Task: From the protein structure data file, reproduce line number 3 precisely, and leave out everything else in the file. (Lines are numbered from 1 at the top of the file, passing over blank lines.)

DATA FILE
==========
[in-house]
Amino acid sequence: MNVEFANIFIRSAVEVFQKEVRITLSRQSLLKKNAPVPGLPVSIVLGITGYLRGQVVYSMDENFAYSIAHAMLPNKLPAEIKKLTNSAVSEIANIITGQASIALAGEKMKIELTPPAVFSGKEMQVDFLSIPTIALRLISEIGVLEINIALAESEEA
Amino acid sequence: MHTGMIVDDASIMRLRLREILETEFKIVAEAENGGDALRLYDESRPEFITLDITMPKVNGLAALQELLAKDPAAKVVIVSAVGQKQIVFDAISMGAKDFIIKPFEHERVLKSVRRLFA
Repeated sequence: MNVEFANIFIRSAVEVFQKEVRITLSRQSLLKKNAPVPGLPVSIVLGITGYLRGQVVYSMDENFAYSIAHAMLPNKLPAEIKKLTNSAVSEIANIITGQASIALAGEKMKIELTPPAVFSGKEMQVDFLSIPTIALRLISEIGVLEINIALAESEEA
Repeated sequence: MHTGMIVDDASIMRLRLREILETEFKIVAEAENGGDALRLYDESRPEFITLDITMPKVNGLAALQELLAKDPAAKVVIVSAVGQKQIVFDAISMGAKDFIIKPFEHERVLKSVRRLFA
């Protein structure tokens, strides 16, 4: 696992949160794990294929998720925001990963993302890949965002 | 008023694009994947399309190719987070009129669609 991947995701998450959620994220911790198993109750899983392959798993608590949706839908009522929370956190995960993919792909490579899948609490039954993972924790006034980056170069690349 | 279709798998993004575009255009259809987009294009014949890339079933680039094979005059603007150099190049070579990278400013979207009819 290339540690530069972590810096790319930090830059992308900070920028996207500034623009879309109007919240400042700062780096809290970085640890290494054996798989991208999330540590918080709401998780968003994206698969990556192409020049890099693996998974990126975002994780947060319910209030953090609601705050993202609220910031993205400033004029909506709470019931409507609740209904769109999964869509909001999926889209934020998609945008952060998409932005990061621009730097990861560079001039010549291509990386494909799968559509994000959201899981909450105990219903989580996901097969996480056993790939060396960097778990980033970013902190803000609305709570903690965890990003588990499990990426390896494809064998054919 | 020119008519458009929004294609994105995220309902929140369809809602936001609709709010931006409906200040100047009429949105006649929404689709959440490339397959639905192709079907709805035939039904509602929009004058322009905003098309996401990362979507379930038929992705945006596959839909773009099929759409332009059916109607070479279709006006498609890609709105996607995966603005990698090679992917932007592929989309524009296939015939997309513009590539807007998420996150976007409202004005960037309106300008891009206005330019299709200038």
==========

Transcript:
Amino acid sequence: MHTGMIVDDASIMRLRLREILETEFKIVAEAENGGDALRLYDESRPEFITLDITMPKVNGLAALQELLAKDPAAKVVIVSAVGQKQIVFDAISMGAKDFIIKPFEHERVLKSVRRLFA